||This novel is considered one of L. M. Montgomery's few adult works of fiction, along with "A Tangled Web", and is the only book she wrote that is entirely set outside of Prince Edward Island. When twenty-nine-year-old Valancy Stirling is diagnosed with a terminal heart ailment, she rebels against her family and the life they have imposed on her. She then decides to move out of her mother's house and take a position as a housekeeper for Cissy Gay, a childhood friend. Cissy is dying of consumption, but is ostracised from society for having a child out of wedlock, and because of her father, Roaring Abel, and his reckless, sometimes drunken behaviour. [Wikipedia]
||If it had not rained on a certain May morning Valancy Stirling's whole life would have been entirely different. She would have gone, with the rest of her clan, to Aunt Wellington's engagement picnic and Dr. Trent would have gone to Montreal. But it did rain and you shall hear what happened to her because of it.
Valancy wakened early, in the lifeless, hopeless hour just preceding dawn. She had not slept very well. One does not sleep well, sometimes, when one is twenty-nine on the morrow, and unmarried, in a community and connection where the unmarried are simply those who have failed to get a man.
Deerwood and the Stirlings had long since relegated Valancy to hopeless old maidenhood. But Valancy herself had never quite relinquished a certain pitiful, shamed, little hope that Romance would come her way yet--never, until this wet, horrible morning, when she wakened to the fact that she was twenty-nine and unsought by any man.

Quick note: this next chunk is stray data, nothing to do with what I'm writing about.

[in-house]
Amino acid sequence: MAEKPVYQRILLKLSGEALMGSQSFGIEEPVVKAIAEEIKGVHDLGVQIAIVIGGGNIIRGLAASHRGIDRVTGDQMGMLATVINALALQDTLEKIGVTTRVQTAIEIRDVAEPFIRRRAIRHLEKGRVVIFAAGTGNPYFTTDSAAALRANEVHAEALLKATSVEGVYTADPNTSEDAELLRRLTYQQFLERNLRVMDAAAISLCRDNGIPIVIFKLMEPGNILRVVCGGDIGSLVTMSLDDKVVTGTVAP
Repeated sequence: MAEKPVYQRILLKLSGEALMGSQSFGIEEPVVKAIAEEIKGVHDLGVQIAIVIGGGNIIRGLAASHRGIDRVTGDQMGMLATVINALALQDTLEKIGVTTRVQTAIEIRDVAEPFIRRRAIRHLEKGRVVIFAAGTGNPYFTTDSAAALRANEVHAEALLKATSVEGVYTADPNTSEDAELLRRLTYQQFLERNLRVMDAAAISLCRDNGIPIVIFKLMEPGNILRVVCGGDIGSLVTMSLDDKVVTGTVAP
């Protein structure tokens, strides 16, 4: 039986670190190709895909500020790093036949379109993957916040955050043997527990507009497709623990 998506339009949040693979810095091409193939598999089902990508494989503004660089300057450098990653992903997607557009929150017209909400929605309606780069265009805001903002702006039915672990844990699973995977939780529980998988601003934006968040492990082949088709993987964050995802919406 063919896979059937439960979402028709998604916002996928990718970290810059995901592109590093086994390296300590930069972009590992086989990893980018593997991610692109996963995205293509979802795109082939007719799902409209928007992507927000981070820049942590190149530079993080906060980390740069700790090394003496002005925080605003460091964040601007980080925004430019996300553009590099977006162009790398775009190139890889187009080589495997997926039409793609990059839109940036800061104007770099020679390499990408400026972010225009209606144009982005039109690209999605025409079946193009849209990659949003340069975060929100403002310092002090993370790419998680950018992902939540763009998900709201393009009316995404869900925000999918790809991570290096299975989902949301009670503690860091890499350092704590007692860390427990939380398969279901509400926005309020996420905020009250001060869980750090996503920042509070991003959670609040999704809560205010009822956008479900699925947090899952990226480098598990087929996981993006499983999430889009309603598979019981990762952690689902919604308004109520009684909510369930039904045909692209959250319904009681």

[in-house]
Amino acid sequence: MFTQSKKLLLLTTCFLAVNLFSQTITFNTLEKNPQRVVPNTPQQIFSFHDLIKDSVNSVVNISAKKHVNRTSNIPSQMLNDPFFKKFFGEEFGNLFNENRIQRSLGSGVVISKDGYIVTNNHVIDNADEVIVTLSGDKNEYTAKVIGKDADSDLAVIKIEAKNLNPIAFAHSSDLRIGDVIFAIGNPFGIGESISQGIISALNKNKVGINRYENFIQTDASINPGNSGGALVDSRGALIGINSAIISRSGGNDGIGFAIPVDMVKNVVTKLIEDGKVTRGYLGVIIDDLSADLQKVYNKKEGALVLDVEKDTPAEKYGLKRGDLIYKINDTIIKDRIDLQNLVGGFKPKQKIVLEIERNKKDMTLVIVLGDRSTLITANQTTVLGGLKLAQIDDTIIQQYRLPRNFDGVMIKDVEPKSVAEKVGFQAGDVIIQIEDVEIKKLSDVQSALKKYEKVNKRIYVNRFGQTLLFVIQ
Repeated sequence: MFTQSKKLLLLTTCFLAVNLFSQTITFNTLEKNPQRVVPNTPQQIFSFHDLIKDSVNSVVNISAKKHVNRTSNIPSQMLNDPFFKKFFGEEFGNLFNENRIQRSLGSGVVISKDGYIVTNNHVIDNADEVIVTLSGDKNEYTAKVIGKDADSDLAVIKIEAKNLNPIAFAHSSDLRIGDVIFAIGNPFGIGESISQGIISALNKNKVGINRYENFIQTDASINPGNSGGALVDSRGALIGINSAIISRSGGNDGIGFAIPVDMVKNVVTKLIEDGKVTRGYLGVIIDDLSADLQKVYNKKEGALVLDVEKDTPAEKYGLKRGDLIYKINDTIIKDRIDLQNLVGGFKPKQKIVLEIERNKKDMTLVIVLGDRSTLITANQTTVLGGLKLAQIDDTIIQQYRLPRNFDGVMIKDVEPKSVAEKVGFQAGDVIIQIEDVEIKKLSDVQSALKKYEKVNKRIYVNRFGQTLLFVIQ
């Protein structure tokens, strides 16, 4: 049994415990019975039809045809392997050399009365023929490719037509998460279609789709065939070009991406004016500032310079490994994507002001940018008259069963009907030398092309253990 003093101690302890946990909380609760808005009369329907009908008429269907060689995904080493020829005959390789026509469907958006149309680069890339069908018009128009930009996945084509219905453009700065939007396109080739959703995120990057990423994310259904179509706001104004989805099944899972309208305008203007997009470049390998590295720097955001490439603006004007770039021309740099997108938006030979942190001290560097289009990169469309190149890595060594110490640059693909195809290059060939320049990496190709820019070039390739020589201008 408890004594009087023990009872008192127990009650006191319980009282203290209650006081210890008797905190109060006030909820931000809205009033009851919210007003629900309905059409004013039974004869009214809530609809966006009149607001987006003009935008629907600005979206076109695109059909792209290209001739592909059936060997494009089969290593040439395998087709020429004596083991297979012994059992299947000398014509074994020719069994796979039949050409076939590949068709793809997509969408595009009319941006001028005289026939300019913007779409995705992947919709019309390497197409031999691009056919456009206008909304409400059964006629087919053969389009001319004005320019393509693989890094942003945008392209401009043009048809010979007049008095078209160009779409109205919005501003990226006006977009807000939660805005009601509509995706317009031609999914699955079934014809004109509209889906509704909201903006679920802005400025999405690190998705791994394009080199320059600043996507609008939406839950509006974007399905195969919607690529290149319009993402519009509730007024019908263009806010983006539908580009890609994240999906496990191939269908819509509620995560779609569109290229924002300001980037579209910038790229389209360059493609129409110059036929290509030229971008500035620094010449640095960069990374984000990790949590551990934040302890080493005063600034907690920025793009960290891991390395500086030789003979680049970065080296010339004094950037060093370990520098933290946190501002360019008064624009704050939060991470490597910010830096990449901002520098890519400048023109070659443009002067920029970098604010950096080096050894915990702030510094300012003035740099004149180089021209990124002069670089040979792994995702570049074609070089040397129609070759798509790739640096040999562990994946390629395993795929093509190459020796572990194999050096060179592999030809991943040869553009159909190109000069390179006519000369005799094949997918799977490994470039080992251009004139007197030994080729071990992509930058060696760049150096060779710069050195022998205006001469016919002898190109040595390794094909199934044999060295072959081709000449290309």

Ay, there lay the sting. Valancy did not mind so much being an old maid. After all, she thought, being an old maid couldn't possibly be as dreadful as being married to an Uncle Wellington or an Uncle Benjamin, or even an Uncle Herbert. What hurt her was that she had never had a chance to be anything but an old maid. No man had ever desired her.
The tears came into her eyes as she lay there alone in the faintly greying darkness. She dared not let herself cry as hard as she wanted to, for two reasons. She was afraid that crying might bring on another attack of that pain around the heart. She had had a spell of it after she had got into bed--rather worse than any she had had yet. And she was afraid her mother would notice her red eyes at breakfast and keep at her with minute, persistent, mosquito-like questions regarding the cause thereof.
"Suppose," thought Valancy with a ghastly grin, "I answered with the plain truth, 'I am crying because I cannot get married.' How horrified Mother would be--though she is ashamed every day of her life of her old maid daughter."